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Christmas was awhile ago. Back then, I started writing down some of the things that happened. The essence of it was the unexpectedness of holidays with my family. I stumbled across it tonight and guess I forgot to post it:

This year I eagerly reached into my stocking to find:

*two bars of soap

*toothpaste

*q-tips (I don’t know how, but it appears Mrs. Cap is not aware of my severe aversion to raw cotton).

Where’s my candy cane? Where’s my chocolate. I mentally catalogue the innards of my stocking. Hmm, I’m sensing a theme, here. I sniff myself. Seems good, but sometimes you can’t tell. I shrug and decide to move on to the prettily wrapped gifts under the tree. I know the contents of many of the packages because, well, my mother took me to Target to let me pick them out myself. Still, there is a surprising pile of presents under the tree this year, and many mysterious goodies have my name on them. I shake off the very clean gifts I’ve already received; maybe Mom had a theme with the stockings. I eagerly unwrap the double-wrapped boxes (I was one sneaky gift discoverer back in the day). Shampoo, razors, a toothbrush, and Crest white-strips… hygienically speaking, it seems I cleaned up (ba-dum pshh!). To be fair, I did receive some very nice gifts. And I like shampoo and conditioner possibly more than the ordinary person. But I couldn’t help but be a little puzzled. I shower, I floss! It’s Christmas. Where’s my pony? Where are my pretty sparkly things? I comfort myself with the knowledge that with two white strips a day for 10 days, my floss, toothpaste, and toothbrush, it seems my teeth will be my sparkly things.

All in all, my holiday at home passed quite peaceably and I enjoyed the time with my family very much. The day after Christmas it was decided that the family should go out to eat somewhere special since I am rarely home and had to return to Birmingham the following day. My father settled on Atlantic Station as the perfect place to take his family to enjoy something nice to eat, and I eagerly anticipated eating at any one of the many restaurants there. However, after making the hair-raising foray downtown, we ultimately missed our exit because my sister and mother were loudly pointing out the Cirque de Soleil tent across the highway. Despite my overwhelming disappointment and hunger, I decided to keep quiet and wait patiently. It’s Atlanta. There’s somewhere good to eat on every corner.

An HOUR later, we are still navigating the streets of Atlanta. My patience long gone, I am glaring out the window with my arms crossed over my grumbling stomach. Either the restaurants are too busy, on the wrong side of the road, or we can’t agree to eat there. Garrison Keillor’s radio show plays in the background and my parents discuss how to make mashed potatoes or some such thing. We end up driving by Atlanta’s classier parts of town (Phipps Plaza) as well as the seedier regions (Tattle Tale Lounge) before settling on a steakhouse a mere 15 minutes away from our house. It only took us two hours to get there.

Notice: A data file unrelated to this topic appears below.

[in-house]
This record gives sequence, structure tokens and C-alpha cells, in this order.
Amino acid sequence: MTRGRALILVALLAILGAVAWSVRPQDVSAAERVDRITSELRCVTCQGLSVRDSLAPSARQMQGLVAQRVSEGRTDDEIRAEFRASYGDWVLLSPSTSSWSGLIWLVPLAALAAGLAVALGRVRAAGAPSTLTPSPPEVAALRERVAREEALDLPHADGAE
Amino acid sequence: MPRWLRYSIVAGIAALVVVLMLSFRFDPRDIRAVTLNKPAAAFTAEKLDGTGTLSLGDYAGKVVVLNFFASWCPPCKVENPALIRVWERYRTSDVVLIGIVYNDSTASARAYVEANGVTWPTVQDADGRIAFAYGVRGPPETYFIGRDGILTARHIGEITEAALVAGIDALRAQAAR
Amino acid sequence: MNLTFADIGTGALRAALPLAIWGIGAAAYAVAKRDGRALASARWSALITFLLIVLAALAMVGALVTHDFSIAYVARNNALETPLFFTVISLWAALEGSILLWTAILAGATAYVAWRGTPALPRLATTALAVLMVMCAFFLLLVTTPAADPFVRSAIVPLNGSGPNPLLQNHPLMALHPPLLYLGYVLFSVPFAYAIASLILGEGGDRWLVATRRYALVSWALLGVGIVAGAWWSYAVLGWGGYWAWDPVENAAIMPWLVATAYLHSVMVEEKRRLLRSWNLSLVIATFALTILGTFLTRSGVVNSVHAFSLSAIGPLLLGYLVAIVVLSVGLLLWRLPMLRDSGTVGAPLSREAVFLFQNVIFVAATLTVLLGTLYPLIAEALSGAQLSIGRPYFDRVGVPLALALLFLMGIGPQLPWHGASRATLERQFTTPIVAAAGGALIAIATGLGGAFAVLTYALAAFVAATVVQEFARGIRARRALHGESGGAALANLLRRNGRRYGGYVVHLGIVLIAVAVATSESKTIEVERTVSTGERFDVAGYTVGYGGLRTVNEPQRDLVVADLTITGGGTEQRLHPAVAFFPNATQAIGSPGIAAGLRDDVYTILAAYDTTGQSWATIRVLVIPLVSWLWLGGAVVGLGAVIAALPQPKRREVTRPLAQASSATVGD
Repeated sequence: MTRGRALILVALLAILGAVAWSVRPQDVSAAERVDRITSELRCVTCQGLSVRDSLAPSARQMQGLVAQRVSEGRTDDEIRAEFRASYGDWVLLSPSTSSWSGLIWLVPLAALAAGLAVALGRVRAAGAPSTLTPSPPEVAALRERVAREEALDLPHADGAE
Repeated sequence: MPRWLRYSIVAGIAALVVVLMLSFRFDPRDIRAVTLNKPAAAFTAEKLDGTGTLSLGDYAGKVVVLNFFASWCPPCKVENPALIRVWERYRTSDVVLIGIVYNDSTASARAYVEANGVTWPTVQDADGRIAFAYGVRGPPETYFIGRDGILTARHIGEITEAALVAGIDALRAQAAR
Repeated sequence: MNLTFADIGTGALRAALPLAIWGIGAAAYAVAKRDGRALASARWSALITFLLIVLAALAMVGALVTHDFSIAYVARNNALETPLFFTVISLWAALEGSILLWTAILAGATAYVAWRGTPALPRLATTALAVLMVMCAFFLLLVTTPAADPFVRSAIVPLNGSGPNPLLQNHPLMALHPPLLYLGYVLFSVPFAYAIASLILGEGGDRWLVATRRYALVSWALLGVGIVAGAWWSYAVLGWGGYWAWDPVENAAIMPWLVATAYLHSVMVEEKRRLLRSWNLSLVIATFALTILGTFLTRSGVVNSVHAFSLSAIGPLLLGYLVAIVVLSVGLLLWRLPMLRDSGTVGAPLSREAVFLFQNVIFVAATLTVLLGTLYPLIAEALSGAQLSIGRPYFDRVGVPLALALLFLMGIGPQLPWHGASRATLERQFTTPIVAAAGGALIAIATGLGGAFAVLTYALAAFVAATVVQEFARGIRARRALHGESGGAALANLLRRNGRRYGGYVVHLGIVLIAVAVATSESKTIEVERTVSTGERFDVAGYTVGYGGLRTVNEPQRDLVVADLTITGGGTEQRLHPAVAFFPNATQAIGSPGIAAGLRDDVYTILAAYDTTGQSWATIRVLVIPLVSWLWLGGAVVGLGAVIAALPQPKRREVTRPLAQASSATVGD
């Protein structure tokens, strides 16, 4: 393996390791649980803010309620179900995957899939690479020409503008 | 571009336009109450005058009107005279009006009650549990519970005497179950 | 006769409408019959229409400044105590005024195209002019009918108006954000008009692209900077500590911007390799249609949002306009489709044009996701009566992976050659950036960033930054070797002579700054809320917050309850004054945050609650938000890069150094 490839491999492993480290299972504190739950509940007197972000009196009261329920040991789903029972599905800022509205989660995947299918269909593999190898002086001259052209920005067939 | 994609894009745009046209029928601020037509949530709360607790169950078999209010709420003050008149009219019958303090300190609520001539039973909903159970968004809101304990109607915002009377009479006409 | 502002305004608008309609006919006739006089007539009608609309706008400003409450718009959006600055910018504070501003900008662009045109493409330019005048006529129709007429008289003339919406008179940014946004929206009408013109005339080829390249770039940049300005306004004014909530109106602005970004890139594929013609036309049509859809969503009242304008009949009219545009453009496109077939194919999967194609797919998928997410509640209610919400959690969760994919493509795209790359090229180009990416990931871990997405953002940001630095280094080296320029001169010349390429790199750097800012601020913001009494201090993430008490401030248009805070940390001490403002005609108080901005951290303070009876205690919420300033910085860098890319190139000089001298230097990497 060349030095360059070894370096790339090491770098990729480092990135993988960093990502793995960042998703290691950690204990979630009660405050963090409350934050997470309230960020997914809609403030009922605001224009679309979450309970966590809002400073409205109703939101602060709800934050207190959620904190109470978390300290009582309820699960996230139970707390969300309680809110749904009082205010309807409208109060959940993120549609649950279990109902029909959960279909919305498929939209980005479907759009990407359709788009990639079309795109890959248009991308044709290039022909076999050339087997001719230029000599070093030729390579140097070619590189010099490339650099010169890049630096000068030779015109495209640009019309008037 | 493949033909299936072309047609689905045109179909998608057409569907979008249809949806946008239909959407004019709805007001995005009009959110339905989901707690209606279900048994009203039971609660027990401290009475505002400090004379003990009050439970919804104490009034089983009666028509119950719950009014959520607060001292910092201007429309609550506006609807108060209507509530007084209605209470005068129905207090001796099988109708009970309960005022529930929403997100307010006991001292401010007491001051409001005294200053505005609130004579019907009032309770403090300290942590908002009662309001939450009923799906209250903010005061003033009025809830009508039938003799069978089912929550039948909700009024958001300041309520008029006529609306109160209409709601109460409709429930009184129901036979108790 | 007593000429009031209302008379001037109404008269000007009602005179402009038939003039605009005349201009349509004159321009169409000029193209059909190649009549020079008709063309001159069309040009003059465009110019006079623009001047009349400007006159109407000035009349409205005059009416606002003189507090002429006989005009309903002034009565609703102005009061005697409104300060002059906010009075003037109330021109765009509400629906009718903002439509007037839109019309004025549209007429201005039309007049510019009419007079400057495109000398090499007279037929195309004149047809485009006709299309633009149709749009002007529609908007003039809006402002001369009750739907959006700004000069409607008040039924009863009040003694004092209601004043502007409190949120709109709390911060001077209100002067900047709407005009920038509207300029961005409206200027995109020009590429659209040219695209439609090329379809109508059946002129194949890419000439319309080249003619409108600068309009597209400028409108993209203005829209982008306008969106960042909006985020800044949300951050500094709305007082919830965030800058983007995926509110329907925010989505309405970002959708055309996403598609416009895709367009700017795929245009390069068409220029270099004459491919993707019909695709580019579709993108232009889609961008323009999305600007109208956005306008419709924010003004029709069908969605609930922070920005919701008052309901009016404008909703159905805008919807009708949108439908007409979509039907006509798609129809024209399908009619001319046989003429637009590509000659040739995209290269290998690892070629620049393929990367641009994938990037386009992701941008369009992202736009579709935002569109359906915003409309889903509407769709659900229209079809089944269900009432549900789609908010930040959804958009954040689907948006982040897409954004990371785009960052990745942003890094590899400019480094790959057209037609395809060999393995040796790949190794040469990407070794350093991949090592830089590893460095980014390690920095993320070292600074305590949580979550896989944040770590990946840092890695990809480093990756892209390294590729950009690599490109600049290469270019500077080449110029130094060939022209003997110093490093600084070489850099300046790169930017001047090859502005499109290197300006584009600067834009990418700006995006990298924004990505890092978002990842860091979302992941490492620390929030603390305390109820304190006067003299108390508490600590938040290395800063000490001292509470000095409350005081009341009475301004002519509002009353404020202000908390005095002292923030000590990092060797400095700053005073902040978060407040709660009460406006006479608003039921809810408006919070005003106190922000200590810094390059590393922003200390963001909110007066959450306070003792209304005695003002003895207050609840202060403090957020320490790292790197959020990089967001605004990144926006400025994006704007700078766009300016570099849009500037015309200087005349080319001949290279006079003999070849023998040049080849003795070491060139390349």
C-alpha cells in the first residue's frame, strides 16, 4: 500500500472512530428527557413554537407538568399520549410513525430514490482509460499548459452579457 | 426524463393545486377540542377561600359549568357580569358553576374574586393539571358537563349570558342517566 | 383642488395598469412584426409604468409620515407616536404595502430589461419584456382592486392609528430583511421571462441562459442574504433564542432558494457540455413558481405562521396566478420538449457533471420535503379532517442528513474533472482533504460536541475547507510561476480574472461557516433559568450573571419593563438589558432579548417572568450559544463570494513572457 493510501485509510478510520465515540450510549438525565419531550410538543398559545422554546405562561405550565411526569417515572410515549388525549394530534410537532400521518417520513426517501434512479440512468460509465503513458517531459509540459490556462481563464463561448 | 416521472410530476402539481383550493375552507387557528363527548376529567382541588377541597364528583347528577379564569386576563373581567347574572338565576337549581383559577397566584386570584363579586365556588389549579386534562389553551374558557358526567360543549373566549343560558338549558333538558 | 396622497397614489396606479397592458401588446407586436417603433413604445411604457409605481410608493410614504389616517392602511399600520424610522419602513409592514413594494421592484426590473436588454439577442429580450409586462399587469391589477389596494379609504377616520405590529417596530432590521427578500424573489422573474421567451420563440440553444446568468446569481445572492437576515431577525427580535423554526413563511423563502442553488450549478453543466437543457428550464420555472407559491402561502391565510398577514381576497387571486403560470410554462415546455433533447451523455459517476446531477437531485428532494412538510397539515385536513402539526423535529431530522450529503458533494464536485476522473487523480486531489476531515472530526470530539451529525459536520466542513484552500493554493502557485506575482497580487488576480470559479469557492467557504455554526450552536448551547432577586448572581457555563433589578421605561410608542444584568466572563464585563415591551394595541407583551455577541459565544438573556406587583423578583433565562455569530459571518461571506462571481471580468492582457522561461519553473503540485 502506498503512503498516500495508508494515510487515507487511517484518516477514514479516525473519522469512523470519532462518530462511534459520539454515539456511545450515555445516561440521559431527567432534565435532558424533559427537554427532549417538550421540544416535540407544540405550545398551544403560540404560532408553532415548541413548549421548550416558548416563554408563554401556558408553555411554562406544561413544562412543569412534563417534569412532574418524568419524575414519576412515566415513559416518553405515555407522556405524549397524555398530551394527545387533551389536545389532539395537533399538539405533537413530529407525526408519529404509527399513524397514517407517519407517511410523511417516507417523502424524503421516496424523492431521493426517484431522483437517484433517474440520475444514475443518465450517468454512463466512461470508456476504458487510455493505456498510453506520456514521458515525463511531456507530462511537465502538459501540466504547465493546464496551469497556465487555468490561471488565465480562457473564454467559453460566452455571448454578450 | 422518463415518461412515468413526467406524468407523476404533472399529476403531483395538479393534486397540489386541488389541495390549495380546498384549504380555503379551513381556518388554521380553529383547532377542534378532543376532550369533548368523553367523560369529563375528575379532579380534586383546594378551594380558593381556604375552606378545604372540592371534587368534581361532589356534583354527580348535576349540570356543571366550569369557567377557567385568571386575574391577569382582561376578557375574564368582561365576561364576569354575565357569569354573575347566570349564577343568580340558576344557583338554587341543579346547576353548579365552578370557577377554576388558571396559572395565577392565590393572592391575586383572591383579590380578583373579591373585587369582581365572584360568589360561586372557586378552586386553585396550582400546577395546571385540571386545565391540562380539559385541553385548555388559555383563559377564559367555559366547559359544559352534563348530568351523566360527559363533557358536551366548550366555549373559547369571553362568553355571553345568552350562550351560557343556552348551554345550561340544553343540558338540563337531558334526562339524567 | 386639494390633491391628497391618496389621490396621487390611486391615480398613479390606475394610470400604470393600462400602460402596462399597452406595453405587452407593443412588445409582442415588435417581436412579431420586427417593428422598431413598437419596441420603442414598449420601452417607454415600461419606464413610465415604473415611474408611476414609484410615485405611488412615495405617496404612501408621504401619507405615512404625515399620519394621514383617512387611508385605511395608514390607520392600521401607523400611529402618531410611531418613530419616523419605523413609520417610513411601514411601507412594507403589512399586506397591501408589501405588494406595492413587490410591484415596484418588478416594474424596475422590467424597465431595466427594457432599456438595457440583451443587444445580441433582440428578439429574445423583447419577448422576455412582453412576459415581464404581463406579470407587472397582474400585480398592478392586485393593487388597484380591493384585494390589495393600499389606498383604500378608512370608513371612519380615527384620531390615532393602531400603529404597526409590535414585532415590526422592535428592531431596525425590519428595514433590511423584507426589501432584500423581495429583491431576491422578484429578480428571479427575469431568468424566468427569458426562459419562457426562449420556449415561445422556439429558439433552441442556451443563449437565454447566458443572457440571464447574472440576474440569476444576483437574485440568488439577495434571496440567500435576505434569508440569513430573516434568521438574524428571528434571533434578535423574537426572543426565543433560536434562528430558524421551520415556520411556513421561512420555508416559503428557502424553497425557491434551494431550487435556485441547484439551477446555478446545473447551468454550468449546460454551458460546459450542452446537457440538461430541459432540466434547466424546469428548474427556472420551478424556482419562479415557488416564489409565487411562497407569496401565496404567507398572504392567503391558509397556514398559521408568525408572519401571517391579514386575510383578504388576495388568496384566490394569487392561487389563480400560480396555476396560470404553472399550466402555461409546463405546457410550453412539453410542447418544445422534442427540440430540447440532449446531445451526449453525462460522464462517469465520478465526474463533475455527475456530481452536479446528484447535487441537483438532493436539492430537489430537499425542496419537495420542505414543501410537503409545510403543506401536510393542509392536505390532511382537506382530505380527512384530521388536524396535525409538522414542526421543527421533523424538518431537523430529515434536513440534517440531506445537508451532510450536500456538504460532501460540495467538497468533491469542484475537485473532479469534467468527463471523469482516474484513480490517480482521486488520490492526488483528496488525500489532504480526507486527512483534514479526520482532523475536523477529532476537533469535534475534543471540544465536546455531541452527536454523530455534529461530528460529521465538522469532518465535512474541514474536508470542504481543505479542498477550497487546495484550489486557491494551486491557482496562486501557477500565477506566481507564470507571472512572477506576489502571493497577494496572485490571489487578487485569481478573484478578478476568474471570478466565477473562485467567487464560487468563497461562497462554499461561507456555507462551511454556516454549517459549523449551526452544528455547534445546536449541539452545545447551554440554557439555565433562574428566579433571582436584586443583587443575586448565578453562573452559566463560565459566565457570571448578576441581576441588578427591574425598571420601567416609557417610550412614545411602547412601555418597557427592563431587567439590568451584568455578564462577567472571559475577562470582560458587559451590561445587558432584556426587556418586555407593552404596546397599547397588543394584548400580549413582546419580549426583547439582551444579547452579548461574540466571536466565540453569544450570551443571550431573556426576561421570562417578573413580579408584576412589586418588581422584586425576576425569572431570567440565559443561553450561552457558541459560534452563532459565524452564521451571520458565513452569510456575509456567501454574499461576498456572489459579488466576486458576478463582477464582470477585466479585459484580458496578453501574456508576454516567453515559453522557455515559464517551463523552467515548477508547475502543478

Once seated, we were fortunate to have a very attentive waiter. Super attentive. Adjust-your-silverware-and-perform-origami-on-your-napkin-when-you-walk-away attentive. As long as you give me my food– fold my napkin, fix my silverware, lick my plate, I don’t care. My sister, however, wasn’t able to overlook the extra attention so easily. We eat out at nice restaurants quite frequently, but I guess we hit one notch above what we usually enjoy. I actually don’t feel like this is the case, but it is the only way I can reason away the following events that ensued:

As my mother walked away from the table for a moment, our waiter approached her chair to refold her napkin. My sister, thrown and amused by this, pointedly straightened her silverware before he could reach them, then reached for her own napkin and began to engage in a frantic napkin origami face-off. Friends, this is an example of our family’s flawless, superior sense of humor. You’d have to be a part of our family to pick up on it, so YOU dear friend are out of the loop. But if you were in the know, you’d know this is completely and unquestionably supposed to be funny. Unfortunately, our waiter is not a part of our family either, so we simply look like we’re mocking him. Our patient waiter merely finished folding my mother’s napkin and walked away with barely a roll of the eye just as my mother returned. My sister, having successfully refolded her napkin, sighed contentedly and leaned back as my father laughed and I slowly placed one hand to my forehead in mortification.

“What’s wrong?” My mother asks.

“Liza is making fun of our waiter.”

“I am not!” Liza says indignantly, “He keeps coming by to refold our napkins.”

“That’s what he is supposed to do,” I snap. Have I mentioned I’m hungry?

My mother decides to break the exchange with a little life lesson. She leans in so as to completely absorb our attention before stage whispering, “This is one of those nice restaurants. He had to go to WAITER school to learn how to do all that stuff.”

At some point in “waiter school” our particular server must have learned how to unobtrusively approach a table engaged in conversation. Just as the words leave her mouth, as if by magic, my mother’s food appears in front of her. Our waiter-school educated server is inches from my mother. From the look in his eyes, I’d say he heard my mother’s informative lesson on just how servers acquire the great skill of folding napkins. Maybe one of his classes gave him a crash course on overlooking awkward situations, but my school never really covered it. I bury my face in my hands to hide the burn racing across my cheeks and to choke back the uncomfortable laughter.

“Josie, stop it,” Mom says, “Quit! You’re so obvious. You’re embarrasing us.”

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